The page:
Guy Kawasaki was interviewed by John Warrillow for a 2011 online article for Inc. magazine. In his book Enchantment: The Art of Changing Hearts, Minds and Actions Kawasaki has advice for building your company so that it draws the interest of potential acquirers. Want to sell your company? Kawasaki suggests the best way to entice takers is to make them want to buy instead of being sold on you company. How? Make them fall in love with your company.
The goal of any company should be to enchant its customers. My sequence of events would be build a company with great products that is enchanting to customers, which would make it successful, which would make it attractive for acquisition, which is different than saying, “build a company that enchants acquirers.” Call me naive, but I think acquirers like companies because customers like them.
And the third step is to wait for the phone to ring. I believe companies are bought, not sold. Lots of entrepreneurs ask me, “How do we make people acquire us?” or “Do you know anyone in business development at Cisco, Google, Yahoo?” I keep telling them that you don’t sell a company. Google and Apple are getting 50 calls a day saying, “We have a strategic client who would fit in well with your portfolio, and you should buy them.” I don’t think that ever works. I think a company decides they want to buy another particular company and they go buy it. But I don’t think that company sells itself.
Good advice: build the company around solid products and services. Others will want to buy it, and they will seek you out.
Yes, absolutely. But what I’m saying is the key to being bought is building a great company—which is different than being sold. To me, “sold” means you call up a business broker or a boutique investment bank and you say, “My kids don’t want the business. Can you sell it?”
Call me romantic, but when you start a company, I don’t think the primary motivation should be selling it. I think the primary motivation for starting a company should be to build a great company with great products. And one of the possible outcomes is being acquired.
However, if you and your co-founder are sitting around planning how to be bought, and you don’t even have a product, that’s just ass-backwards. I think you’re doomed to failure because your priorities are wrong. You should be thinking about building a great company, not how to get bought.
I think the key is you make the company so successful, generating so much cash that you don’t want to sell. And then the phone rings. Then you’re in the driver’s seat because you don’t want to sell because things are going so well. So they have to make an offer that sucks your eyeballs out and that you can’t resist.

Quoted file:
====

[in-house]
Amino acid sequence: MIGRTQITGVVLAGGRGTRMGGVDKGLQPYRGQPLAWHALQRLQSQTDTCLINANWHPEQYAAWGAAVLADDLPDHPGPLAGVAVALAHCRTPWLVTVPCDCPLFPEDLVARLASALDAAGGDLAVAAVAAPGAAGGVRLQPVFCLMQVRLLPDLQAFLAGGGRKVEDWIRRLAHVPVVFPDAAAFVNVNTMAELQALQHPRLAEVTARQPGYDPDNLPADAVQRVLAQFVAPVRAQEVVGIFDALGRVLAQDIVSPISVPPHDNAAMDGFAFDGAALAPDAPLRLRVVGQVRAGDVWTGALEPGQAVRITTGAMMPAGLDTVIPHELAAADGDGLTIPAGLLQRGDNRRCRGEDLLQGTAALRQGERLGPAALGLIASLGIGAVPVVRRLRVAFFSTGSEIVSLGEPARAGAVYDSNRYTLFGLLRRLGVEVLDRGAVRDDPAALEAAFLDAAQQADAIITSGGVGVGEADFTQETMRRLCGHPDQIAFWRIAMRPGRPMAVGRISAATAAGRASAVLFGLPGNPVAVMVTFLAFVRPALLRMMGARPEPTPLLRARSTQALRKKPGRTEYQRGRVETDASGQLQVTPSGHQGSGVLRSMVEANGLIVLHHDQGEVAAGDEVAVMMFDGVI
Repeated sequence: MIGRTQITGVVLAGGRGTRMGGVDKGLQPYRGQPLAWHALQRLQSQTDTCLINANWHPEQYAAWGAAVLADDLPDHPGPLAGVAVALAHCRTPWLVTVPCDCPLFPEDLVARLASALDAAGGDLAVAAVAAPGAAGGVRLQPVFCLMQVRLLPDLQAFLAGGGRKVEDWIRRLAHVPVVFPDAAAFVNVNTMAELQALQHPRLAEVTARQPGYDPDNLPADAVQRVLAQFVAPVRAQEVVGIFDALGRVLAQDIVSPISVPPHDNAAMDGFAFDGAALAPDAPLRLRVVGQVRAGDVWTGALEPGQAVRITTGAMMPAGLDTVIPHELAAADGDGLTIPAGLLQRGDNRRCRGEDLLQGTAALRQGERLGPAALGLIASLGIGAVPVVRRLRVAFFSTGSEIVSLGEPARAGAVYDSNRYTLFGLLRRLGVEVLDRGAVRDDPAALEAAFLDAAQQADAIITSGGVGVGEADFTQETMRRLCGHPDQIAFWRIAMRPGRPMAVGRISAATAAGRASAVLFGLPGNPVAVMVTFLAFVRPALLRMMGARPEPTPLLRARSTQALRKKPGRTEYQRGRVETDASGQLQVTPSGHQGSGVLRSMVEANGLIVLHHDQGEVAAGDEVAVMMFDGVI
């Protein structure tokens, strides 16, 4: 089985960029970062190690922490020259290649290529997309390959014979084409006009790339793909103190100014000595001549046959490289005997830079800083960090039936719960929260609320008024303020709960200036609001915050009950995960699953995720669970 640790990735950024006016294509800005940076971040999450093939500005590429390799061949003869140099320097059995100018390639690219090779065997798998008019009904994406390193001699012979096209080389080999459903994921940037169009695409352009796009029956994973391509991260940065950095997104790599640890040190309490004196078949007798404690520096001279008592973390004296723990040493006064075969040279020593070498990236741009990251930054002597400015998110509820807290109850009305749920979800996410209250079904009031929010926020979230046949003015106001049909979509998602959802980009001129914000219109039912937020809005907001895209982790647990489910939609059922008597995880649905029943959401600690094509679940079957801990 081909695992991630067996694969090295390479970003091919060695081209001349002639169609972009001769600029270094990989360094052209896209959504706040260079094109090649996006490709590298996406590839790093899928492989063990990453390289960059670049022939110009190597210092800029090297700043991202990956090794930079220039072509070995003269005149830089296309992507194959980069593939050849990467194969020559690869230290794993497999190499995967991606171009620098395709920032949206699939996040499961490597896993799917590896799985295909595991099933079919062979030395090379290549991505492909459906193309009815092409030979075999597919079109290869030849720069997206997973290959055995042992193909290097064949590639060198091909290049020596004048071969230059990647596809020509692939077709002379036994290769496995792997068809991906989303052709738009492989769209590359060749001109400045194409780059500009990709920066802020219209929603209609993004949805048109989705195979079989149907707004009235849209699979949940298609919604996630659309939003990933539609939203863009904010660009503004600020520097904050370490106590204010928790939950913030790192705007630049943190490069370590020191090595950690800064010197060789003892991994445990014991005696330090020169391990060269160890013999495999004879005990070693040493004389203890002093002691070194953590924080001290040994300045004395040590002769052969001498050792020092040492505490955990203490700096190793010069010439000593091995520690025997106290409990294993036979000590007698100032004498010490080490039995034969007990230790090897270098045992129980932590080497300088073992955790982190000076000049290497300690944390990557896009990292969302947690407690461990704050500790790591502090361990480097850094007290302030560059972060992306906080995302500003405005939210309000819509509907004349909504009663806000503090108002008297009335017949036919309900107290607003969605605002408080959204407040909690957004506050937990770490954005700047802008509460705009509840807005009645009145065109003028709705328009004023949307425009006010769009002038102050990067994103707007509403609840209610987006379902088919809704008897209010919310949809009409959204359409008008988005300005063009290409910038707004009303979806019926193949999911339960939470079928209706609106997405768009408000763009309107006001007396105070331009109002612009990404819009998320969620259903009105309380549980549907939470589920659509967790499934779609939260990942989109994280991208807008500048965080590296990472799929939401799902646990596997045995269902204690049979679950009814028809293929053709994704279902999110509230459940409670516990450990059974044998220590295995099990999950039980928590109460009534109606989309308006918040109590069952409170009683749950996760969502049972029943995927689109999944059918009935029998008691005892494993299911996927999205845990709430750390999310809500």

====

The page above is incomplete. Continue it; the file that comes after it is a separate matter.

Having said that, you need to avoid doing stupid things so that, when the phone call comes (from a potential acquirer), you don’t blow it.
What does Guy Kawasaki consider to be “stupid things” that you could “blow it” on? Listen up, here. This is one of the big issues I harp on, and Kawasaki gets it.
A simple thing is your legal structure. Are you a normal corporation, or are you one of these weird offshore companies you set up because you got it in your brain that you’re going to make so much money that you need some kind of Cayman Islands organization. Plus the paperwork and legal structure, and the corporate minutes are so totally weird. It’s going to take (an acquirer) a lot of work to undo all that crap.
More sage advice:
Avoid having unsophisticated shareholders who are going to stand in the way of the acquisition. You don’t want a bunch of rich dentists blocking a sale because they didn’t know what they were getting into. . . .
What about those ebooks or software you develop and sell?
You need to clearly and cleanly own the intellectual property. For example, you want to avoid a situation where you work on your new business idea while simultaneously working for another company, because your employer could turn around and say they own the intellectual capital because you worked on it while you were on the job for them.
He goes on to offer up more good advice about happy employees, stock option strategies, and a smooth transition for new owner and crew. The underlying principal, though, is basic and sound:
A clean capital structure, indisputable ownership over the intellectual capital, and motivated employees are the essentials. The real key, though, is that you have a great product that customers are buying.
And good books and records to prove it.